It's spring, and you are wondering if your little one's sneezes will spread when she joins her friends at play. Or it is autumn, and your child's teacher suggests a couple sick days at home for your young one's symptoms.
Or winter, or summer...because that's just the thing: allergies can occur anytime. If your child seems to get ill more often than average, maybe it is time to ask if they suffer from allergies.
According to statistics from a 2010 Center for Disease Control (CDC) survey of US residents (the most recent data available):
- 7.1 million ( 9.5%) of children reported hay fever
- 8.6 million (11.5%) reported respiratory allergies
- 3.4 million (4.6%) reported food allergies
- 9.4 million (12.6%) reported skin allergies
You can see from the percentages that allergies are still the exception rather than the rule. But allergies, which can range from annoying to life threatening, certainly rule the lives of those who suffer them.
See the next page to learn about the common signs of allergies.
1: Runny Noses and Itchy Eyes
For the first day or two of a cold, noses may run clear, but the mucous soon takes on a yellowish or greenish hue. If your child has had a runny nose for a week or more and the mucous remains clear, it is a strong sign of an allergic reaction.
Do you catch your child persistently itching their eyes, even grinding little fists into reddened sockets? Colds and fevers can make eyes red or runny, but itchy eyes usually means allergies.
2: Fever or Sore Throat
Allergies never cause a fever or sore throat/horseness. But allergies can make your child more susceptible to getting ill because runny nasal cavities make an inviting home to bacteria and viruses. Your pediatrician may treat the flu and miss the underlying cause, which is masked by the symptoms of real illness. Tell your pediatrician if illnesses are preceded by long periods of clear sniffles or itchy eyes.
3: Family and Friends
Allergies frequently run in families. When siblings or parents suffer allergies, extra diligence in diagnosing and treating the condition should be exercised. Conversely, if a child's running nose or cough has jumped to friends and family, they probably suffer from a cold or flu. Allergies are not contagious.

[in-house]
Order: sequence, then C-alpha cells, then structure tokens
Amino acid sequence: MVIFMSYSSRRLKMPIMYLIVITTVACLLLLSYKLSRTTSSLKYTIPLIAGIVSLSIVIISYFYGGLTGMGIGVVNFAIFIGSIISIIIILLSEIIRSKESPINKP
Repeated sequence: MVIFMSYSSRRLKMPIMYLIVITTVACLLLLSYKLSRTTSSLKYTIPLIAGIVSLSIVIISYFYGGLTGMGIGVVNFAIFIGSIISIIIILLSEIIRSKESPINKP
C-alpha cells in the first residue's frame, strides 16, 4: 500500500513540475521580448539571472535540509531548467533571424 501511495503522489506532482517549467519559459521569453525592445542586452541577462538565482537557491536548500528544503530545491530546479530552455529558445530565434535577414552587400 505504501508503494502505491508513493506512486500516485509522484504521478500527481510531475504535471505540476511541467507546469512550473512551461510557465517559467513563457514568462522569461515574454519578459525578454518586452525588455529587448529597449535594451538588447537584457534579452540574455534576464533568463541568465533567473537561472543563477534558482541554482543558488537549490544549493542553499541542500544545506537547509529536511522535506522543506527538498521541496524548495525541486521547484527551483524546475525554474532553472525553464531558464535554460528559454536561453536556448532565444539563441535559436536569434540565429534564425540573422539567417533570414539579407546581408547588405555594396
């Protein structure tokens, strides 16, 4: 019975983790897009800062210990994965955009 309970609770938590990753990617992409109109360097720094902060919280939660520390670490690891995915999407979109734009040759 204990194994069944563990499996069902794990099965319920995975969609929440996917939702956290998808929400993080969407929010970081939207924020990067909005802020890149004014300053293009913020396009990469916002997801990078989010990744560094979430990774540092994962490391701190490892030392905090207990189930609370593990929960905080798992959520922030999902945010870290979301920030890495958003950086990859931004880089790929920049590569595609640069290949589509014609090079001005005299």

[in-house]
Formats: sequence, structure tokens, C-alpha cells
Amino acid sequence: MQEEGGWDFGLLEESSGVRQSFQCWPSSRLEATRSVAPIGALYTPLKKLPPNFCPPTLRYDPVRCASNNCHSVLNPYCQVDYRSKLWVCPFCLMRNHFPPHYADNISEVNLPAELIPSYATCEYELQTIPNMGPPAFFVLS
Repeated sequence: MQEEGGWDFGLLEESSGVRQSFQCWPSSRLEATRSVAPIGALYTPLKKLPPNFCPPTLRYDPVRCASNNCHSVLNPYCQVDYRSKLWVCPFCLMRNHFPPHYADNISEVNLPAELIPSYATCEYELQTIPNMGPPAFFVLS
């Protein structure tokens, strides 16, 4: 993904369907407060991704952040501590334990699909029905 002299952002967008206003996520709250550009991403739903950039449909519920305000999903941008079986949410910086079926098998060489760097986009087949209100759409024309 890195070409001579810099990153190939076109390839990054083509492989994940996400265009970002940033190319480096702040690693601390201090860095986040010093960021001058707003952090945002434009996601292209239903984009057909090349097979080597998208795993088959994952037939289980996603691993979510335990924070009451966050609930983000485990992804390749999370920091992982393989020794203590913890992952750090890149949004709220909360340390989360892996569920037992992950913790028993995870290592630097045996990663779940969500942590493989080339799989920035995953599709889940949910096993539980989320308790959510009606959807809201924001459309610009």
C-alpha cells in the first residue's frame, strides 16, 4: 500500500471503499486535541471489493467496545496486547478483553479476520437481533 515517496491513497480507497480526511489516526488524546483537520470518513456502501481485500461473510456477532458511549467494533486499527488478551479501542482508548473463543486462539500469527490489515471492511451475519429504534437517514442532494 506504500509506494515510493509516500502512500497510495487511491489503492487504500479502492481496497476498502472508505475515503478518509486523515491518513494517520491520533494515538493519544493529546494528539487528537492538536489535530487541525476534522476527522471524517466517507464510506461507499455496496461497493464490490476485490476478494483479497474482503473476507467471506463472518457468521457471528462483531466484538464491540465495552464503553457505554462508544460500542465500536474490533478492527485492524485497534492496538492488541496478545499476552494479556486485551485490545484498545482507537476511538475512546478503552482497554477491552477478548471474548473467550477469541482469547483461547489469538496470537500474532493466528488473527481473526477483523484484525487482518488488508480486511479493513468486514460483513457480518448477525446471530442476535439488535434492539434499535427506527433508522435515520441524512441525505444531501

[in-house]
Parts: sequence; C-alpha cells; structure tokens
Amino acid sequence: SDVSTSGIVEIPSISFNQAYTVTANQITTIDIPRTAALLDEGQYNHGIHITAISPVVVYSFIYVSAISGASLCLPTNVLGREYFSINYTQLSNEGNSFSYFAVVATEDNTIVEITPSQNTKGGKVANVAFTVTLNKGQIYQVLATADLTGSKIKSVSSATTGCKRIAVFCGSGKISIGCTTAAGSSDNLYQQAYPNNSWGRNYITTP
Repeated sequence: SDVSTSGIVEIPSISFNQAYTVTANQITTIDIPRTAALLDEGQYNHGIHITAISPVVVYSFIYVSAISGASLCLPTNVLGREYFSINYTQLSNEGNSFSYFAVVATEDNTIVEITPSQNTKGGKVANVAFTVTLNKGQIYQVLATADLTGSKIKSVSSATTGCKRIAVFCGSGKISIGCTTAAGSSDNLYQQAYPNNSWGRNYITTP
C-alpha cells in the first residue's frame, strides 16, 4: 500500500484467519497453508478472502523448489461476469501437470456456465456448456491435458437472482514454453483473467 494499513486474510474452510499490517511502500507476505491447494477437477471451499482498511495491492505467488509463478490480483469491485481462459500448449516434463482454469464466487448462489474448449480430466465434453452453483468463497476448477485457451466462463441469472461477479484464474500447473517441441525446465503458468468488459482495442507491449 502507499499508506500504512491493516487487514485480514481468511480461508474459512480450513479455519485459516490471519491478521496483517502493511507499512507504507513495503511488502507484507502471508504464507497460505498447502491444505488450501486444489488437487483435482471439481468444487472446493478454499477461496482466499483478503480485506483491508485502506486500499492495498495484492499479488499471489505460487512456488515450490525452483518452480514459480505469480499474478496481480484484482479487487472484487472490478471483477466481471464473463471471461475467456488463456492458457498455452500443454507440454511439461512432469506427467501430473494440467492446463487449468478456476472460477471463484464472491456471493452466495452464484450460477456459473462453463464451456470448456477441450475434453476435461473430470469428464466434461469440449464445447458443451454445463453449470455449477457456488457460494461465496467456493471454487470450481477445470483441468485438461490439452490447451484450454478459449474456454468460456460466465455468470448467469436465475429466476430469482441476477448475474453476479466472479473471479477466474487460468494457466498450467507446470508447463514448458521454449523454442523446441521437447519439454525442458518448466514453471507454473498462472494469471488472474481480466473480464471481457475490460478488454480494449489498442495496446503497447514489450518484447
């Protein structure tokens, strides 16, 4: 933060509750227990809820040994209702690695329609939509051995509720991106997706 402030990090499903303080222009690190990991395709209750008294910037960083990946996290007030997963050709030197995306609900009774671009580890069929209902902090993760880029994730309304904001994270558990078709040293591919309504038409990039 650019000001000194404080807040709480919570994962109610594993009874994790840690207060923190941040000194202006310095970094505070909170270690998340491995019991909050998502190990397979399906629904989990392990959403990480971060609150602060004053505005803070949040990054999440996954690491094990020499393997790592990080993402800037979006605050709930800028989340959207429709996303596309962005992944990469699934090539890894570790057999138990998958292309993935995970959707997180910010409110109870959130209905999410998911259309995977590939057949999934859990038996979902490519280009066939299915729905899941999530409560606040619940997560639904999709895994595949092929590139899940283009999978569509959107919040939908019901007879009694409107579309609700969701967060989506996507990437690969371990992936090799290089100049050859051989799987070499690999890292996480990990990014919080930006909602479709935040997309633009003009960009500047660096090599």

4: Coughing or Wheezing
Hopefully a cough or a wheeze signifies a common cold, but there is a correlation between allergies and asthma. If your child's allergic symptoms have progressed to coughing or wheezing, it is definitely high time to talk to your pediatrician.
In addition to looking for medical symptoms that differentiate allergies from illnesses, your pediatrician will probably order a patch test. This consists of sticking a grid with small amounts of different allergens, such as plant pollens, onto your child's skin. After a period of time, the patch is removed. Red spots on the skin indicate an allergy to the substance in that quadrant of the patch grid.
Allergies and asthma are chronic conditions that require treatment and control, so be sure to share your suspicions with your pediatrician. Your observations as a parent provide the best help to your child's doctor as she selects the groups of potential allergens to test, and helps you decide on the best course of treatment.
5: Food or Contact Allergies
Frequent runny tummies, rashes or redness of the skin may indicate contact or food allergies. It can be very tricky to figure out what causes these.
Just because your child ate something or wore something without problems before, you cannot rule it out as the trigger of an allergic reaction. Allergies require "sensitization." They arise only after one or more exposures cause the body to diagnose the allergen as a dangerous interloper and prepare the immune system to fight next time the allergen is encountered.
If you think your child is having an allergic reaction, simplify their diet or reduce the number of things (soaps, fabrics, jewelry, etc.) coming in contact with their skin. Slowly re-introduce different things back into your child's life and watch to see if the reaction recurs. If you are suspicious that a consumer product caused the reaction, you can try to find "secret information" about the product in a safety data sheet online.
For more information, see the links on the next page.